I was planning on writing a post about when is the right time to call it a day with a book you’re not enjoying. And I was doing well writing that.
But then I found this website.
Here we have another list similar to the one that I’ve shown you before with the Dictionary of the Vulgar Tongue.
Only this time the words have been forgotten and aren’t necessarily insults (but you and I both know they’re going to be used as such)! So, ladies and gentleman, for your delight and delectation I present to you some of my favourite words from my perusal. Full with their definitions of course!
Having the character or qualities of a squire
Why yes I did imagine a squiriferious squirrel when I read that word, and you should too!
Persons sharing the same name
A simple word with a simple definition, for a simple person.
Having great ability in archery
I like that word. Sagittipotent. Similarly, sagittiferous means bearing arrows.
Bad handwriting, poor spelling
I’m sure I’m not the only one surprised by that definition. If I said I was a practitioner of the undesirable art of uglyography I’m sure people would make some pretty hasty assumptions.
Dry, brittle, withered
Perhaps kexy is the opposite of sexy, then?
of gods of intermediate rank between heaven and hell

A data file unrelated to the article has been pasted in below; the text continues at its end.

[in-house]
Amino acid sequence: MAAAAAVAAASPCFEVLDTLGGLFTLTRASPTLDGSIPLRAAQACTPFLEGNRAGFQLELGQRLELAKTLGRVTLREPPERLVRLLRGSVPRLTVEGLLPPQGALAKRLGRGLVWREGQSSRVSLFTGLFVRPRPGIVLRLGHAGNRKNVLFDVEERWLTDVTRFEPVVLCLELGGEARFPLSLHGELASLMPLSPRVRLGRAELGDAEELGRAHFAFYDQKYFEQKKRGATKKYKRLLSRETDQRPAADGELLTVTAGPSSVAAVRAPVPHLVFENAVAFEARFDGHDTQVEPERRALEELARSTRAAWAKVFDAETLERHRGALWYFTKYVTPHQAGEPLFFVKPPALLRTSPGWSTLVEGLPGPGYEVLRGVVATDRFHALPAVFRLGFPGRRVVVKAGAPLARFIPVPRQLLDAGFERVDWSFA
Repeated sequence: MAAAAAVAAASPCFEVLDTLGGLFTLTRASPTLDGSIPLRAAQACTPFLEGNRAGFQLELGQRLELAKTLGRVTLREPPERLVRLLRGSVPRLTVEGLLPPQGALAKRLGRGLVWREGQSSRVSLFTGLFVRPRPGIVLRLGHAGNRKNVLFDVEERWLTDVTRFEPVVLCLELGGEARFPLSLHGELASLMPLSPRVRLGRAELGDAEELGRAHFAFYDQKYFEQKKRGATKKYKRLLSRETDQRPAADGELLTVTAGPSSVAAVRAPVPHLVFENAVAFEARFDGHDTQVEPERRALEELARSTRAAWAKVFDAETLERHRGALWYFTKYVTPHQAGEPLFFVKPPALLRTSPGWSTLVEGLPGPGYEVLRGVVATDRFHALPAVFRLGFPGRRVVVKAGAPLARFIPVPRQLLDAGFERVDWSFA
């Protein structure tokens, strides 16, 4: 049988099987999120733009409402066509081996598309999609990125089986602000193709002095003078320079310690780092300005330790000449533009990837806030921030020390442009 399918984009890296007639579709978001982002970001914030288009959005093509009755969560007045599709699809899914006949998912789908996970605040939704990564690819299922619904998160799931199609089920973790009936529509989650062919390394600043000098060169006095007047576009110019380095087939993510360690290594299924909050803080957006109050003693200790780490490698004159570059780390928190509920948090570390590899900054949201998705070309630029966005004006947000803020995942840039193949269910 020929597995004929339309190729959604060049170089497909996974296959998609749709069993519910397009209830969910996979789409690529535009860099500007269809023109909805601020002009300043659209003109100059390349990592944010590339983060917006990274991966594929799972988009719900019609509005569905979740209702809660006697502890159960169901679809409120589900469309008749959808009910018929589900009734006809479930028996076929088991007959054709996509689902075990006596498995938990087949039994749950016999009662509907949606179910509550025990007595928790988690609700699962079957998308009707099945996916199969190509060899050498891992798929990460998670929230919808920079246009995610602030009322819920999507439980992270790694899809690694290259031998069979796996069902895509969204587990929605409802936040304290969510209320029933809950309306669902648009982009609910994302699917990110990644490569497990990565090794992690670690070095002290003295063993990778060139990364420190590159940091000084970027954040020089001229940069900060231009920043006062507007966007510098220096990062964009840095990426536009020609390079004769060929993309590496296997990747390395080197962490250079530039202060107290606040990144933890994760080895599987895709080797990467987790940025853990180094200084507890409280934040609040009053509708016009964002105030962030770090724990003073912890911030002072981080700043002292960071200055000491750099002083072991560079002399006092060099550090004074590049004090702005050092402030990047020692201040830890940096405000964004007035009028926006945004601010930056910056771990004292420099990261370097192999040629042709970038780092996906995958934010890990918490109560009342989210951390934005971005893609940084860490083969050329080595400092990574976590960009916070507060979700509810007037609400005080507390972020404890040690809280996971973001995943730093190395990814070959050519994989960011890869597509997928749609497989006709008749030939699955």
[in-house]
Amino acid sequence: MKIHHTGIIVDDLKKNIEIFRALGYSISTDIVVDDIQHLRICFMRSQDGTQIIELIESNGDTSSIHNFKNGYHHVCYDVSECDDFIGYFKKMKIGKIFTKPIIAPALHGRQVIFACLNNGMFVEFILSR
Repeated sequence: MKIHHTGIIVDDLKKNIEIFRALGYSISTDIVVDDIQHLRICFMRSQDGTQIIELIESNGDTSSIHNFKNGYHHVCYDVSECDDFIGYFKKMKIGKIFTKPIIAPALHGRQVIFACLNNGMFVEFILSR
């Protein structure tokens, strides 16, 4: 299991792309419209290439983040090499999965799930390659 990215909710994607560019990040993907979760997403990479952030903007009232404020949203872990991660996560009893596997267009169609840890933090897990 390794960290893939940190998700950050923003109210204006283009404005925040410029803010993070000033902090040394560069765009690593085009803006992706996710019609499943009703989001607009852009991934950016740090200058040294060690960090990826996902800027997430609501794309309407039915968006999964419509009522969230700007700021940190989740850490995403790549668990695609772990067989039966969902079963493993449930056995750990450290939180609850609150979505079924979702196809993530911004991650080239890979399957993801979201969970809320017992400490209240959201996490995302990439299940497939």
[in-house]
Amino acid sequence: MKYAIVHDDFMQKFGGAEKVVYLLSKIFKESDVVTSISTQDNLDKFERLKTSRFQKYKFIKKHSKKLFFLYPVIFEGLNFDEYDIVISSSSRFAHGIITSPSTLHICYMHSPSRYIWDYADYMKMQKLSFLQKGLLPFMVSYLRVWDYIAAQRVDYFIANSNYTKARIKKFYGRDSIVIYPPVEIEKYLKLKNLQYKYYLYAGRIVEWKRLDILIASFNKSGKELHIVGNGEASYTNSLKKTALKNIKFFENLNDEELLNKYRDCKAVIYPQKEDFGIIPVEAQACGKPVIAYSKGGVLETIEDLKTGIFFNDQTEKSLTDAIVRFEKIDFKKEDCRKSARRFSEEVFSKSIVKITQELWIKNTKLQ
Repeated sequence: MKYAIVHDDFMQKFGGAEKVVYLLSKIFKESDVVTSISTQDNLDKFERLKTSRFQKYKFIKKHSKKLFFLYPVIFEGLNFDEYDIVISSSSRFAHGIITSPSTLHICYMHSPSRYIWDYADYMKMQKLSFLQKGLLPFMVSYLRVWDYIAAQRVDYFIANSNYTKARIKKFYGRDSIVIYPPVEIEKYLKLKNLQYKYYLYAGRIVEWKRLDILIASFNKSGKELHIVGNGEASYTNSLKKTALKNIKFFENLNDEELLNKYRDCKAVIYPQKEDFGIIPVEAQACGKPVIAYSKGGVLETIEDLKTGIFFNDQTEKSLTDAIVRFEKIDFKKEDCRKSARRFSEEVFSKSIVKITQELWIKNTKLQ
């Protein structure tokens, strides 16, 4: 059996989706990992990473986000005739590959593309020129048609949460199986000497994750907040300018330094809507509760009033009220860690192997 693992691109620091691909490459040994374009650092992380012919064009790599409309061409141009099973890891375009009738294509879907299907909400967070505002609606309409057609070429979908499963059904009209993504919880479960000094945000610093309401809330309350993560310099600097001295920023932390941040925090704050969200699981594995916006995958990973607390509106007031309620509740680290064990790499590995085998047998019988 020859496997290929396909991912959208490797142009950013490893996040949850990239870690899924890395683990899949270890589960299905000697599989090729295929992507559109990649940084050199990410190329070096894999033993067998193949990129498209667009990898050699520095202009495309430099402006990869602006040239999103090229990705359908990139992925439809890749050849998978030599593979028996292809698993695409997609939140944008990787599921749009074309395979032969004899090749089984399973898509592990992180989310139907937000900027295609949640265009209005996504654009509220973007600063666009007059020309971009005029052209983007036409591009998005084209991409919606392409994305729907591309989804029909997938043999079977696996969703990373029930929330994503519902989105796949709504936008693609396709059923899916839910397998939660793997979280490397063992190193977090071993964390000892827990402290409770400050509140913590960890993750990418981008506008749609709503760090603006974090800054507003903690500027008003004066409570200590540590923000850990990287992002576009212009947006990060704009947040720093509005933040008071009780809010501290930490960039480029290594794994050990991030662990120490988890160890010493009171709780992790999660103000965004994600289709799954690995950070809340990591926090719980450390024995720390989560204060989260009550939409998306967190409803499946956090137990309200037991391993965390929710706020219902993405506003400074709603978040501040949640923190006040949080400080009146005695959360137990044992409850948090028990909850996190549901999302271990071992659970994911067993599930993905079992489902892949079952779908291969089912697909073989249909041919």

I would not have thought a word would exist for such a thing. So terribly and wonderfully specific that I had to include it here.
boys’ game of beating each other with gloves or leather while hopping
Again, so delightfully specific it had to be included. I can only assume that this game is akin to some sort of bloody hopscotch gauntlet.
Now that sounds a lot more regal than saying you have a stall down the market, don’t you think? “Me? Why I, sir, am an oporopolist.” (Cue monocle)
diminutive form of ‘wounds’; mild oath
This tickled me greatly, and I shall most definitely be trying to say ‘woundikins’ when I am mildly shocked, injured or elsewise surprised in future.
So there are some words to get you started on making your speaking, writing, or sandwich boards more archaic and hilarious. Hopefully this sort of segment will become fairly regular with other strange and wonderful words that have either faded out or are just plain obscure.
Until next time, be well, be kind, and have fun!
One thought on “Lost Words – How to insult, describe and perplex with words from 17th century and beyond!”
Reblogged this on The Story of Ink and Papyrus and commented:
A bit of wordy fun for your day. 🙂